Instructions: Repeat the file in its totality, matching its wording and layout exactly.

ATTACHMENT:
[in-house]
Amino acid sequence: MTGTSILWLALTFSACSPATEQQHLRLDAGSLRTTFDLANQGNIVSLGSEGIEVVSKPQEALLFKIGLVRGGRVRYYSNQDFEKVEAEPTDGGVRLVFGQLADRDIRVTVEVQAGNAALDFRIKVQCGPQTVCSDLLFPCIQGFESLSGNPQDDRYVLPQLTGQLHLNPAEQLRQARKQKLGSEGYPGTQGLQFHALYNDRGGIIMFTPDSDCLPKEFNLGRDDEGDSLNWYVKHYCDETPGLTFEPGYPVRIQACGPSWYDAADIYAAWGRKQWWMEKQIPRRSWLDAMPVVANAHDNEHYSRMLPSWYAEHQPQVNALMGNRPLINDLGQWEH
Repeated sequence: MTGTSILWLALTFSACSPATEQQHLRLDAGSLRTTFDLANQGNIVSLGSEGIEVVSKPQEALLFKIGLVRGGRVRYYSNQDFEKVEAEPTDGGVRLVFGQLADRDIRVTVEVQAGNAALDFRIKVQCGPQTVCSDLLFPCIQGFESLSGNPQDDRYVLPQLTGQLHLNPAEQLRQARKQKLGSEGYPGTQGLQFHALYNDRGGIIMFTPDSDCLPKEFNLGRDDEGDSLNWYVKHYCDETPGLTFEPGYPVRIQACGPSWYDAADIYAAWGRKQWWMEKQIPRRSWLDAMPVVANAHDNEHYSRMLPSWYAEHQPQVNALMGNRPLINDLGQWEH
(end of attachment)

[in-house]
Amino acid sequence: MTGTSILWLALTFSACSPATEQQHLRLDAGSLRTTFDLANQGNIVSLGSEGIEVVSKPQEALLFKIGLVRGGRVRYYSNQDFEKVEAEPTDGGVRLVFGQLADRDIRVTVEVQAGNAALDFRIKVQCGPQTVCSDLLFPCIQGFESLSGNPQDDRYVLPQLTGQLHLNPAEQLRQARKQKLGSEGYPGTQGLQFHALYNDRGGIIMFTPDSDCLPKEFNLGRDDEGDSLNWYVKHYCDETPGLTFEPGYPVRIQACGPSWYDAADIYAAWGRKQWWMEKQIPRRSWLDAMPVVANAHDNEHYSRMLPSWYAEHQPQVNALMGNRPLINDLGQWEH
Repeated sequence: MTGTSILWLALTFSACSPATEQQHLRLDAGSLRTTFDLANQGNIVSLGSEGIEVVSKPQEALLFKIGLVRGGRVRYYSNQDFEKVEAEPTDGGVRLVFGQLADRDIRVTVEVQAGNAALDFRIKVQCGPQTVCSDLLFPCIQGFESLSGNPQDDRYVLPQLTGQLHLNPAEQLRQARKQKLGSEGYPGTQGLQFHALYNDRGGIIMFTPDSDCLPKEFNLGRDDEGDSLNWYVKHYCDETPGLTFEPGYPVRIQACGPSWYDAADIYAAWGRKQWWMEKQIPRRSWLDAMPVVANAHDNEHYSRMLPSWYAEHQPQVNALMGNRPLINDLGQWEH